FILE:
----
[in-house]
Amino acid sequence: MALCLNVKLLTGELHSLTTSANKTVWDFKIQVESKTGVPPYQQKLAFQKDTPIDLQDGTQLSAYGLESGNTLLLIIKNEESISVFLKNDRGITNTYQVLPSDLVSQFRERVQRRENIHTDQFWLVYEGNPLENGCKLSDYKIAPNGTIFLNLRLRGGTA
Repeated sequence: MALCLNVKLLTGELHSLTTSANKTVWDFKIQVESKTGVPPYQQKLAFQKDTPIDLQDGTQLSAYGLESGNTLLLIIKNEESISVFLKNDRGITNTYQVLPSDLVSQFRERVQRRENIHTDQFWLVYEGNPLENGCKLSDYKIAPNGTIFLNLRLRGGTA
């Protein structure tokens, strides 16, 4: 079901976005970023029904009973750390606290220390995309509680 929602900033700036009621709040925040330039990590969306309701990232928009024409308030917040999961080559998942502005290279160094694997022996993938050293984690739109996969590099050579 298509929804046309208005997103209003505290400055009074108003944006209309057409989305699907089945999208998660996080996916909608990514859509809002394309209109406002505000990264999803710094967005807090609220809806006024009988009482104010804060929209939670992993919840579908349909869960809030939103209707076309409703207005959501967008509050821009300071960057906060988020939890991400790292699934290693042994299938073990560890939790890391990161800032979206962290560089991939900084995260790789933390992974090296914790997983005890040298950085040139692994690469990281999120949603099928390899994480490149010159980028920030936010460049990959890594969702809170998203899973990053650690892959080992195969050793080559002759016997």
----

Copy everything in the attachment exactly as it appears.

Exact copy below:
[in-house]
Amino acid sequence: MALCLNVKLLTGELHSLTTSANKTVWDFKIQVESKTGVPPYQQKLAFQKDTPIDLQDGTQLSAYGLESGNTLLLIIKNEESISVFLKNDRGITNTYQVLPSDLVSQFRERVQRRENIHTDQFWLVYEGNPLENGCKLSDYKIAPNGTIFLNLRLRGGTA
Repeated sequence: MALCLNVKLLTGELHSLTTSANKTVWDFKIQVESKTGVPPYQQKLAFQKDTPIDLQDGTQLSAYGLESGNTLLLIIKNEESISVFLKNDRGITNTYQVLPSDLVSQFRERVQRRENIHTDQFWLVYEGNPLENGCKLSDYKIAPNGTIFLNLRLRGGTA
């Protein structure tokens, strides 16, 4: 079901976005970023029904009973750390606290220390995309509680 929602900033700036009621709040925040330039990590969306309701990232928009024409308030917040999961080559998942502005290279160094694997022996993938050293984690739109996969590099050579 298509929804046309208005997103209003505290400055009074108003944006209309057409989305699907089945999208998660996080996916909608990514859509809002394309209109406002505000990264999803710094967005807090609220809806006024009988009482104010804060929209939670992993919840579908349909869960809030939103209707076309409703207005959501967008509050821009300071960057906060988020939890991400790292699934290693042994299938073990560890939790890391990161800032979206962290560089991939900084995260790789933390992974090296914790997983005890040298950085040139692994690469990281999120949603099928390899994480490149010159980028920030936010460049990959890594969702809170998203899973990053650690892959080992195969050793080559002759016997």